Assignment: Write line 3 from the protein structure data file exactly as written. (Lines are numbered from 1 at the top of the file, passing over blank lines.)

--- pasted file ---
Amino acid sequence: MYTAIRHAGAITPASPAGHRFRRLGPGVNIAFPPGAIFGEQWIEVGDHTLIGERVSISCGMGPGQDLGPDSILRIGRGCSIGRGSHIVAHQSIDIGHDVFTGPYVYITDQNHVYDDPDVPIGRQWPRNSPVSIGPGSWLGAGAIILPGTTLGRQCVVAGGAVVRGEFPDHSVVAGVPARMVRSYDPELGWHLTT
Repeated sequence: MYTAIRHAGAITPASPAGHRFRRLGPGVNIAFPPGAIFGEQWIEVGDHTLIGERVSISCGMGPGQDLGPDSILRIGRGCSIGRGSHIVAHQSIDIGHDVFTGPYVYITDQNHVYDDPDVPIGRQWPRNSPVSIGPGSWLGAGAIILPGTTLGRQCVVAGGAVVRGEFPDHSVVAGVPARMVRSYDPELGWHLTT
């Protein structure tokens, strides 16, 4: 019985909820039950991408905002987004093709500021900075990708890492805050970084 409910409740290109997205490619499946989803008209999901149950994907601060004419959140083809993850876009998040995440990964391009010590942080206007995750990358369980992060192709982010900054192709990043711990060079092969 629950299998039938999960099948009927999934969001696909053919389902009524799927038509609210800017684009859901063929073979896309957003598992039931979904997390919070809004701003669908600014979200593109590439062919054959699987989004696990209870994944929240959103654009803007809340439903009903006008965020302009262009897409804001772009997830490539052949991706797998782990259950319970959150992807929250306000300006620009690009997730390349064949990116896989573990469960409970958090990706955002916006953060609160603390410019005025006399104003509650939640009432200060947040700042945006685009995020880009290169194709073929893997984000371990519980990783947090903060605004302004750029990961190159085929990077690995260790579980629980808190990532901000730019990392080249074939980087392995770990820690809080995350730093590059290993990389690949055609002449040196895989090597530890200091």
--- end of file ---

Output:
């Protein structure tokens, strides 16, 4: 019985909820039950991408905002987004093709500021900075990708890492805050970084 409910409740290109997205490619499946989803008209999901149950994907601060004419959140083809993850876009998040995440990964391009010590942080206007995750990358369980992060192709982010900054192709990043711990060079092969 629950299998039938999960099948009927999934969001696909053919389902009524799927038509609210800017684009859901063929073979896309957003598992039931979904997390919070809004701003669908600014979200593109590439062919054959699987989004696990209870994944929240959103654009803007809340439903009903006008965020302009262009897409804001772009997830490539052949991706797998782990259950319970959150992807929250306000300006620009690009997730390349064949990116896989573990469960409970958090990706955002916006953060609160603390410019005025006399104003509650939640009432200060947040700042945006685009995020880009290169194709073929893997984000371990519980990783947090903060605004302004750029990961190159085929990077690995260790579980629980808190990532901000730019990392080249074939980087392995770990820690809080995350730093590059290993990389690949055609002449040196895989090597530890200091």